The World Price of Copper Date Student Number: Tutor Name: Tutorial Time: Abstract This report aims to address the following: (1) Use economic analysis to explain the changes seen in the price of copper over this period; and (2) Explain why there were such large fluctuations in price as seen in the graph…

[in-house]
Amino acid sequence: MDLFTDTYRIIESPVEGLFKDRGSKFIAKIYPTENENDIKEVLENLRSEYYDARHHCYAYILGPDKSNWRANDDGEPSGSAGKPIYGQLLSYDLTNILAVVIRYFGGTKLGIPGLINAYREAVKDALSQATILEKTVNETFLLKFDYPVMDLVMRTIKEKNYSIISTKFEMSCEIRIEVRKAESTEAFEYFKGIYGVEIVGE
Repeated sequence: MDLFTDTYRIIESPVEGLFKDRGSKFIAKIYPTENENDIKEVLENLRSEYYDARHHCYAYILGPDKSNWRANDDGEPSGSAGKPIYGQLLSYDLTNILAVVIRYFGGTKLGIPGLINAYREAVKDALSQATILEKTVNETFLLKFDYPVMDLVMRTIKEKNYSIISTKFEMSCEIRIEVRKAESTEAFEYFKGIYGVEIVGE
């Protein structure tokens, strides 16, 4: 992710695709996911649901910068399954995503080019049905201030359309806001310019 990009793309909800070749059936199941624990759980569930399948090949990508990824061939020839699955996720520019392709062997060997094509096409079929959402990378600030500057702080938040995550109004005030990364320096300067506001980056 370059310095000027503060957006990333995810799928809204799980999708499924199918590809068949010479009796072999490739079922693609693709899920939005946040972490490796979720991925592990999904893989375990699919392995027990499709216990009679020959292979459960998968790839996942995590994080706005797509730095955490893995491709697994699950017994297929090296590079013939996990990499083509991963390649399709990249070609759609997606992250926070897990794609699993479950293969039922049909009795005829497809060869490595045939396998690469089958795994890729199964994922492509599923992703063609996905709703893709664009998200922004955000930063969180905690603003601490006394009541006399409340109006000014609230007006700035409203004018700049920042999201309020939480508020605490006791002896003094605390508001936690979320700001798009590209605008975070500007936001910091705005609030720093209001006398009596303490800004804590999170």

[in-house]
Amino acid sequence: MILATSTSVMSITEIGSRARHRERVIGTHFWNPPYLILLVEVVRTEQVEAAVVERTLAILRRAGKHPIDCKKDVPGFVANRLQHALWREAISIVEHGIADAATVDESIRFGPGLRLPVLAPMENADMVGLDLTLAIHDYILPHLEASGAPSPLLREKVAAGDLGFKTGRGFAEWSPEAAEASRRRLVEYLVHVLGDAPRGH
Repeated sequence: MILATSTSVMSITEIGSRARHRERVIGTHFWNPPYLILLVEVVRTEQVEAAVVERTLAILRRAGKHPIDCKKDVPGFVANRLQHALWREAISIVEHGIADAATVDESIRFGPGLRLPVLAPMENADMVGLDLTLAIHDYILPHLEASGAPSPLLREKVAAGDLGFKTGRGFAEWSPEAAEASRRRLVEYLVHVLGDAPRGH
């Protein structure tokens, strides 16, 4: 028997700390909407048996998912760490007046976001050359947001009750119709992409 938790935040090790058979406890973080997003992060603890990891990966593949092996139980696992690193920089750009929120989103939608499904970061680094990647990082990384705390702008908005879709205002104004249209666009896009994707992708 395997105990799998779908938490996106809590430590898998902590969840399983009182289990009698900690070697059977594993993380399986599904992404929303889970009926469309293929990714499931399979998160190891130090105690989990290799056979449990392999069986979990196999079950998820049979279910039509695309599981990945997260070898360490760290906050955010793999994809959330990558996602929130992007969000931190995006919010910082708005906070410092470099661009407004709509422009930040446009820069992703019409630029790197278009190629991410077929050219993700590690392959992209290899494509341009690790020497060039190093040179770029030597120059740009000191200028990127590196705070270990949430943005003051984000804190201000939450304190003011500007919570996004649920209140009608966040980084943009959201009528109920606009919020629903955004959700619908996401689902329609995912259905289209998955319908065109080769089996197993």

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In fact, the trade of copper began prior to the Bronze Age when Cyprus began to receive copper objects from Egypt for cuneiforms purposes. In Ancient Greece, copper has been used for architectural work and currency development while the demand for better material due to technical developments and emergence of stamping press have raised the need for copper during Industrial Revolution. Indeed, the rise of copper usage is seen dramatically as Bronze Age entered because copper has been used for several purposes. From Industrial Revolution up to the Contemporary Era, the figure below showed the worldwide changes in the prices of copper from year 2004 to 2011. From a price of $2,424 in January 2004, the price of became high amounting to $8,046 in May 2008. However, price rates fell rapidly to $3,072 in December 2008 and somewhere in 2010. With these data, one might ask “What drives the changes in the world price of copper? What are the reasons for the increase in world price of copper? What are the reasons that made the price of copper low?” To answer the questions above, let us examine factors that may affect the price of a product – a perfect example of which would be the law of demand and supply. This could be illustrated in the table below: To guide you in understanding the figure, the horizontal line (Q) in the left figure refers to the number of quantity being demanded while the vertical line refers to the price of the product. In this paper, let us use copper to refer to the product; whereas on the right figure, it represents the relationship between quantity and price using arrows. According to Mankiw (2012), the law of demand states that as the price of the good falls, the quantity demanded rises; whereas, the law of supply states that as the price of the good rises, the quantity also supplied rises (p. 85). These relationships with price explain why the demand curve slopes downward and the supply curve slopes upward. In addition, the arrow representation of the law of demand is seen on the right figure above. Let us apply the law of demand and supply to the worldwide changes in the prices of copper from year 2004 to 2011 (refer to the figures below). From year January 2004 to May 2008 (period of worldwide increase in copper), assumptions derived from the law of demand and supply will lead to hypotheses that the quantity of copper being demanded must have decreased or the quantity of copper being supplied must have increased for its worldwide price to escalate. Meanwhile, the reverse phenomenon in which the quantity of copper being demanded must have increased or the quantity of copper being supplied must have decreased since December 2008 for its worldwide price to de-escalate. To prove our hypotheses, let us take a closer look at the copper market. As stated earlier, copper has been of major importance to the metal industry and its prices are largely determined by the interaction of demand and supply. Thus, it is essential to allocate resources equally to attain state of equilibrium or balance. In the year 2003 to 2008, the need for copper increased dramatically as China, India, and other Asian countries accumulated supplies for structural reasons (Lipsey and Chrystal, 2007, p. 151). After 2008, world market price of copper began to collapse
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